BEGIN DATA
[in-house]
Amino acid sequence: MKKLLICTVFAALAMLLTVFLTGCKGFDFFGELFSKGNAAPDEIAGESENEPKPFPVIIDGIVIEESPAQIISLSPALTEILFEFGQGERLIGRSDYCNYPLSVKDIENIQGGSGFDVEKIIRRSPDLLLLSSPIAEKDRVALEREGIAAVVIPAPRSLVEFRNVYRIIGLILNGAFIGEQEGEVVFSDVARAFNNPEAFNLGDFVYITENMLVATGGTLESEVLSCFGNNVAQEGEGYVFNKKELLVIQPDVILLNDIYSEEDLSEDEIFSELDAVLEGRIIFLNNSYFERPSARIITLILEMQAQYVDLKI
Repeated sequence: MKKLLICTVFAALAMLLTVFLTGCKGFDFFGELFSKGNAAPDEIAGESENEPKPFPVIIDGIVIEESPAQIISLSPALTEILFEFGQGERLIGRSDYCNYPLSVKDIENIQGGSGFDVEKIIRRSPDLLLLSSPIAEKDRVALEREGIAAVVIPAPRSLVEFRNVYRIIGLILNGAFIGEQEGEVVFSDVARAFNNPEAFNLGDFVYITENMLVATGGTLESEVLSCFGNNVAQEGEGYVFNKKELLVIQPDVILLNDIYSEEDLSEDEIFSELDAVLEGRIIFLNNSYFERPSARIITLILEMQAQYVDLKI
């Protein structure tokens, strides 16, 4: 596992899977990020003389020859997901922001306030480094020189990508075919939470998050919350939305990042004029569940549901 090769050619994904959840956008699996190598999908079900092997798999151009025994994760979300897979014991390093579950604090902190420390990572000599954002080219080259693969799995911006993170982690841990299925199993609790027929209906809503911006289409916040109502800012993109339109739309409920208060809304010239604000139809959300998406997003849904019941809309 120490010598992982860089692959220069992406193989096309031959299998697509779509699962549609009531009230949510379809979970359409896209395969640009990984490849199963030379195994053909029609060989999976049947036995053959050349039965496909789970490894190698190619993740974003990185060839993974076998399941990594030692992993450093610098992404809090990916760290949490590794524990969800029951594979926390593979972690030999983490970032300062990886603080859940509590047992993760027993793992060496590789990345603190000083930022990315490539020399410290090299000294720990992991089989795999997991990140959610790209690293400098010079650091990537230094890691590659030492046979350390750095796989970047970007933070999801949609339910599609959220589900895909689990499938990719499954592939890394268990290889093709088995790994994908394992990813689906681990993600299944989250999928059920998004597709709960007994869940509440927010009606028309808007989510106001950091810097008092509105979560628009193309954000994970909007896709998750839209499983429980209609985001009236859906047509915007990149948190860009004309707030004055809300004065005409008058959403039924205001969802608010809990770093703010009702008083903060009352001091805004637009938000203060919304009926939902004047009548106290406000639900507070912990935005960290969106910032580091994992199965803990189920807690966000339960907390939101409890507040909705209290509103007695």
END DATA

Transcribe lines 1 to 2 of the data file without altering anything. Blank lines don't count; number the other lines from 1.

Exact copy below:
[in-house]
Amino acid sequence: MKKLLICTVFAALAMLLTVFLTGCKGFDFFGELFSKGNAAPDEIAGESENEPKPFPVIIDGIVIEESPAQIISLSPALTEILFEFGQGERLIGRSDYCNYPLSVKDIENIQGGSGFDVEKIIRRSPDLLLLSSPIAEKDRVALEREGIAAVVIPAPRSLVEFRNVYRIIGLILNGAFIGEQEGEVVFSDVARAFNNPEAFNLGDFVYITENMLVATGGTLESEVLSCFGNNVAQEGEGYVFNKKELLVIQPDVILLNDIYSEEDLSEDEIFSELDAVLEGRIIFLNNSYFERPSARIITLILEMQAQYVDLKI